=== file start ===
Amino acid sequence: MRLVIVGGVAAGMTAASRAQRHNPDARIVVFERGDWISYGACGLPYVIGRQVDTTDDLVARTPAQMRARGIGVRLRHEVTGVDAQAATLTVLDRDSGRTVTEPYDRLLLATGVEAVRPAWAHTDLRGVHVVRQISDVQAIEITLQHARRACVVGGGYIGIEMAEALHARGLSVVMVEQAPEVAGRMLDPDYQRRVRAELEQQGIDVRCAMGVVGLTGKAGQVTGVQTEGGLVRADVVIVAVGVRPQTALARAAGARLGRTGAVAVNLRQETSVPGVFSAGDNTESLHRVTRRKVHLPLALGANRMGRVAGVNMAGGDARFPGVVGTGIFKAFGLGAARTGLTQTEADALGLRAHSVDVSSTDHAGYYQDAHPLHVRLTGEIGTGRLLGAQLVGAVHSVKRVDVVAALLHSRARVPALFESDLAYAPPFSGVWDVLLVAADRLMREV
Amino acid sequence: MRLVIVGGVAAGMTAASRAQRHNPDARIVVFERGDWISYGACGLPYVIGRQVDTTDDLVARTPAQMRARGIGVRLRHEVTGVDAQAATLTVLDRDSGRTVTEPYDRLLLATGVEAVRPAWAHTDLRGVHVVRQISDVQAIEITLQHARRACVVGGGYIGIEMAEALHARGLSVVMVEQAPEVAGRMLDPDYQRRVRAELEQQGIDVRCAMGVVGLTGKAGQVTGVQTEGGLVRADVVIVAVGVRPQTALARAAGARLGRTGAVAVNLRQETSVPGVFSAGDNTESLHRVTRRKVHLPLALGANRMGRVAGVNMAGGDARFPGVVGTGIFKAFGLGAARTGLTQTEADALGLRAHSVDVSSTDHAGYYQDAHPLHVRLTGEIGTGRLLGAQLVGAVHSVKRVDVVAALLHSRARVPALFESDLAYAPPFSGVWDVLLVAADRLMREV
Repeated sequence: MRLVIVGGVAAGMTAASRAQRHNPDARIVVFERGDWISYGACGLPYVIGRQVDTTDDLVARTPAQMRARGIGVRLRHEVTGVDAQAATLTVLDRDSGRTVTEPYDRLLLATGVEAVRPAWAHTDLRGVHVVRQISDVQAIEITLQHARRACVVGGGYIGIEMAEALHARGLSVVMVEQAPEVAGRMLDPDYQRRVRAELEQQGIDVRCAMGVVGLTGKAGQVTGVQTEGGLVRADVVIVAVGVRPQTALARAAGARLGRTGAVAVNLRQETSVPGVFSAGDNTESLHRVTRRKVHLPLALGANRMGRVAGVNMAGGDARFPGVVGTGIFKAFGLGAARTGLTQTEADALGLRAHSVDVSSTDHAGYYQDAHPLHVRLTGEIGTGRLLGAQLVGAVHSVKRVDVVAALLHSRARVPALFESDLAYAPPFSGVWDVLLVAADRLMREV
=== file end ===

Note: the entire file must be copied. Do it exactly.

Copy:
Amino acid sequence: MRLVIVGGVAAGMTAASRAQRHNPDARIVVFERGDWISYGACGLPYVIGRQVDTTDDLVARTPAQMRARGIGVRLRHEVTGVDAQAATLTVLDRDSGRTVTEPYDRLLLATGVEAVRPAWAHTDLRGVHVVRQISDVQAIEITLQHARRACVVGGGYIGIEMAEALHARGLSVVMVEQAPEVAGRMLDPDYQRRVRAELEQQGIDVRCAMGVVGLTGKAGQVTGVQTEGGLVRADVVIVAVGVRPQTALARAAGARLGRTGAVAVNLRQETSVPGVFSAGDNTESLHRVTRRKVHLPLALGANRMGRVAGVNMAGGDARFPGVVGTGIFKAFGLGAARTGLTQTEADALGLRAHSVDVSSTDHAGYYQDAHPLHVRLTGEIGTGRLLGAQLVGAVHSVKRVDVVAALLHSRARVPALFESDLAYAPPFSGVWDVLLVAADRLMREV
Amino acid sequence: MRLVIVGGVAAGMTAASRAQRHNPDARIVVFERGDWISYGACGLPYVIGRQVDTTDDLVARTPAQMRARGIGVRLRHEVTGVDAQAATLTVLDRDSGRTVTEPYDRLLLATGVEAVRPAWAHTDLRGVHVVRQISDVQAIEITLQHARRACVVGGGYIGIEMAEALHARGLSVVMVEQAPEVAGRMLDPDYQRRVRAELEQQGIDVRCAMGVVGLTGKAGQVTGVQTEGGLVRADVVIVAVGVRPQTALARAAGARLGRTGAVAVNLRQETSVPGVFSAGDNTESLHRVTRRKVHLPLALGANRMGRVAGVNMAGGDARFPGVVGTGIFKAFGLGAARTGLTQTEADALGLRAHSVDVSSTDHAGYYQDAHPLHVRLTGEIGTGRLLGAQLVGAVHSVKRVDVVAALLHSRARVPALFESDLAYAPPFSGVWDVLLVAADRLMREV
Repeated sequence: MRLVIVGGVAAGMTAASRAQRHNPDARIVVFERGDWISYGACGLPYVIGRQVDTTDDLVARTPAQMRARGIGVRLRHEVTGVDAQAATLTVLDRDSGRTVTEPYDRLLLATGVEAVRPAWAHTDLRGVHVVRQISDVQAIEITLQHARRACVVGGGYIGIEMAEALHARGLSVVMVEQAPEVAGRMLDPDYQRRVRAELEQQGIDVRCAMGVVGLTGKAGQVTGVQTEGGLVRADVVIVAVGVRPQTALARAAGARLGRTGAVAVNLRQETSVPGVFSAGDNTESLHRVTRRKVHLPLALGANRMGRVAGVNMAGGDARFPGVVGTGIFKAFGLGAARTGLTQTEADALGLRAHSVDVSSTDHAGYYQDAHPLHVRLTGEIGTGRLLGAQLVGAVHSVKRVDVVAALLHSRARVPALFESDLAYAPPFSGVWDVLLVAADRLMREV